I think the CT eps that are most worth hearing are 7, 11, 12, the David Nicholas bonus, and the Allender bonus. There’s interesting stuff in 1-5 but organizing the whole thing via themes rather than chronology is a big weakness in the series as a whole. If anyone listens to the series and wasn’t already living in Seattle or part of MH it might be impossible to get a fully clear sense of the chronology of the church rise and fall.

    Just noticed this …

    it’s like the A29 leaders who at one time were in the Driscoll inner ring or endorsement blurb team have run into bad times across the board.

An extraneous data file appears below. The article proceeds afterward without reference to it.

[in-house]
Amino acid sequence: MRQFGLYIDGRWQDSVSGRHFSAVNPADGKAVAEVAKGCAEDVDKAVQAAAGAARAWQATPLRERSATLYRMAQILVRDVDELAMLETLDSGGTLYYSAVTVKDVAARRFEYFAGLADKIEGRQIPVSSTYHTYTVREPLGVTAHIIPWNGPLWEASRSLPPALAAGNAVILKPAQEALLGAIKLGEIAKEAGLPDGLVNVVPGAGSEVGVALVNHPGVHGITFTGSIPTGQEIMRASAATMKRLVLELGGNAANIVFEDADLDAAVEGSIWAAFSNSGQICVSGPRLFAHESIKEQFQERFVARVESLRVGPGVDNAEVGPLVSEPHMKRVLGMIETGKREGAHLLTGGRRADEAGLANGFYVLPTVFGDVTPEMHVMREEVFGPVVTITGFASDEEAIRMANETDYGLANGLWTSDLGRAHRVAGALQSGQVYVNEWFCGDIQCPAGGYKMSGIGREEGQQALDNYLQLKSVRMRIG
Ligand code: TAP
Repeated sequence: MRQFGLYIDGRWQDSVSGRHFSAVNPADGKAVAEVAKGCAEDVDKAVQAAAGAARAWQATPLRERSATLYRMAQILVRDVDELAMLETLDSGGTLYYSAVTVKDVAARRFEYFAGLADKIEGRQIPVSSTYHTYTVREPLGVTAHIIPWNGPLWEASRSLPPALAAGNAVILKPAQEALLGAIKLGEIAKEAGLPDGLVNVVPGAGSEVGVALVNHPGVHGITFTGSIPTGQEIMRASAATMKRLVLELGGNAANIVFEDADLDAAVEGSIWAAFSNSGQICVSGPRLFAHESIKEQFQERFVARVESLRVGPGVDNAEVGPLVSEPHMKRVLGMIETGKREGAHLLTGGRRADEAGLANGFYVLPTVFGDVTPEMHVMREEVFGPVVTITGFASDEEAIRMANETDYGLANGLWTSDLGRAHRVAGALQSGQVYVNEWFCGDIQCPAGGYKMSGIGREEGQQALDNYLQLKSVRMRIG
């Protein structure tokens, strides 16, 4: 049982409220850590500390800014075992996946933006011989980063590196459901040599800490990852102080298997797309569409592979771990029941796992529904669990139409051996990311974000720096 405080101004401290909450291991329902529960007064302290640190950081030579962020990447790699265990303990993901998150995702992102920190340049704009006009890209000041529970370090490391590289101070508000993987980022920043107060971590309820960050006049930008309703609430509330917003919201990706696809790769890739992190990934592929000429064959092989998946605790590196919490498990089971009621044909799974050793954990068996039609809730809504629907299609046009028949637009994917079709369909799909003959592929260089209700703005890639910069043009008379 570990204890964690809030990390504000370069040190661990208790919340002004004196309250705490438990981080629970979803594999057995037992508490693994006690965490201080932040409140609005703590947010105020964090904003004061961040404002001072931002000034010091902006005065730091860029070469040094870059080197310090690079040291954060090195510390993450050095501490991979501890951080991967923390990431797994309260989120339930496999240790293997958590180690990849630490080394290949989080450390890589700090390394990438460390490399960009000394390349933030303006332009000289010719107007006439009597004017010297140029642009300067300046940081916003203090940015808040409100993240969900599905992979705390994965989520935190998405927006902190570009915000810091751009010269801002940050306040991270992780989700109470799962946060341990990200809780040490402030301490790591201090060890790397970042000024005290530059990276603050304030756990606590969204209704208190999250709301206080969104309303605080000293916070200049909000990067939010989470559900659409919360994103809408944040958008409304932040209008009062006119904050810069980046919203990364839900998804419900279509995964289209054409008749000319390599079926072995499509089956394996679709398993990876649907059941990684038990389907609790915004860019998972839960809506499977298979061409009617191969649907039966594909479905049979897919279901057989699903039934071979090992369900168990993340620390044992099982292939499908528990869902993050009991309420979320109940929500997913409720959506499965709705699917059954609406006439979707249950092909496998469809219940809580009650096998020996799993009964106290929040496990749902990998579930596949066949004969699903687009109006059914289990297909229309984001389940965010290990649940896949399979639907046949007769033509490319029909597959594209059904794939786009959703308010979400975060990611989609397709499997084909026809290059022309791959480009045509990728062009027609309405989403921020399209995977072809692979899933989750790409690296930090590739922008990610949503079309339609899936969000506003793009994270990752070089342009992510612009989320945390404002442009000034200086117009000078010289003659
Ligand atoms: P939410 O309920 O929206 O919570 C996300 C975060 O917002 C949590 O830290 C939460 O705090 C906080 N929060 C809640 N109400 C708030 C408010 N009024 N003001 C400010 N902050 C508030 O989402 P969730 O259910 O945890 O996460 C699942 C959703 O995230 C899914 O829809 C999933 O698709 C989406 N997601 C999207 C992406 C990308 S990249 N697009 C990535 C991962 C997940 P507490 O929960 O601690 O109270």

5. Em says:

    sitting here today with not much to do… about all I’m up to.. Ha ha
    It occurs to me that those who equate the USA with God’s kingdom will enter Eternity to confront a God with His arms fokded, tapping His foot. His first question will be, ” Soooo, who made you smarter than Me?’
    God keep

  6. Dread says:

    BTW I would agree that the Allender interview was among the best. And I had a number of misgivings about the series.

    The relaunching of Driscoll should be called into account.